How to remove fish otoliths
OTOLITHS (ear bones) help fish orientate themselves and maintain balance, acting like our middle ear. Otoliths are composed of a form of calcium carbonate and protein which is laid down at different rates throughout a fish's life. This process leaves bands (alternating opaque and translucent bands) on the otolith like the growth rings in a tree.
Fisheries programs across Australia use discarded fish frames donated by recreational anglers to compile fish age data. But have you ever wondered how the otoliths is removed? Many anglers are able to remove the otoliths from mulloway due to their large size and robustness. Snapper, on the other hand, have much more fragile otoliths and more care has to be taken when removing them. This information may prove useful for anglers if they are away on a trip and unable to donate an entire frame for ageing.
Firstly, the gills are removed to expose the base of the skull. Removing the internal organs allows clean and easy access to this area.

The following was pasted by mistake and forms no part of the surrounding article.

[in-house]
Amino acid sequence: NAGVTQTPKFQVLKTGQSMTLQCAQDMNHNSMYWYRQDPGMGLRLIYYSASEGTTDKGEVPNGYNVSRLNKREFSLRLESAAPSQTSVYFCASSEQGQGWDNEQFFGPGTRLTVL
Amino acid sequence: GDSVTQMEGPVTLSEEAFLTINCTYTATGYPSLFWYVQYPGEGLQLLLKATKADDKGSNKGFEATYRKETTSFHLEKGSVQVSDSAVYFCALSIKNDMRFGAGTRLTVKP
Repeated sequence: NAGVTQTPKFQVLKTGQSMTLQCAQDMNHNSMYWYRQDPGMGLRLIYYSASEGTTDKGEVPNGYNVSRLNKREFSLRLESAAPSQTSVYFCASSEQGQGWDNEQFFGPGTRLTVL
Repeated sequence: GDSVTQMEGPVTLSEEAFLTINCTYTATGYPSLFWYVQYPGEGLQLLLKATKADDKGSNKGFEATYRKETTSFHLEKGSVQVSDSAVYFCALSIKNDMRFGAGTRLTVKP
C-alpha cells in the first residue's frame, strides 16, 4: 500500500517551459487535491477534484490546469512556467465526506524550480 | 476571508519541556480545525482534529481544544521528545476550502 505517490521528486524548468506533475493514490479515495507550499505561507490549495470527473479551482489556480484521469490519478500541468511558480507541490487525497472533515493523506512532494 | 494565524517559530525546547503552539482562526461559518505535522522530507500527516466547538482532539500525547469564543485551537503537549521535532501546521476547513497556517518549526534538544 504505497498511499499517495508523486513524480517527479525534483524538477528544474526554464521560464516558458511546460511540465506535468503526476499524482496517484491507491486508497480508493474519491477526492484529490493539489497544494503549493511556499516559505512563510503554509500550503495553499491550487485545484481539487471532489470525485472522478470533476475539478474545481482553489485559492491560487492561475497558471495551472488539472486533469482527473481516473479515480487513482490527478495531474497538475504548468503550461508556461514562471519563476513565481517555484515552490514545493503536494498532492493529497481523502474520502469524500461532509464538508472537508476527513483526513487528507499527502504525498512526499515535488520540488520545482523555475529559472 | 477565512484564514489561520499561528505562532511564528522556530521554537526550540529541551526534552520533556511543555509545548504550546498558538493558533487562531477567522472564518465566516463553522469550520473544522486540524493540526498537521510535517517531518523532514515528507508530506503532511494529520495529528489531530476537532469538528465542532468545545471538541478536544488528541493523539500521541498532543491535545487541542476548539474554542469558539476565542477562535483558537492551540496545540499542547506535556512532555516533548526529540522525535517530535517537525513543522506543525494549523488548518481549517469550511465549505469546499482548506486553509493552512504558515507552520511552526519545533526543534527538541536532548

Using a small set of pliers or side cutters, remove the protective bone plate as shown. In some larger specimens, this can be quite thick and will need to be removed in pieces.
With a firm twist, the section of bone will come loose exposing the cavity where the otoliths are located.
Once the bone has been removed you can clearly see the otoliths in position either side of the cavity.
The otoliths can be removed using a small set of tweezers. It should be easy to identify the otoliths as they make a distinct noise when touched by the metal tweezers compared to other sections of bone.
For more information: www.dpi.nsw.gov.au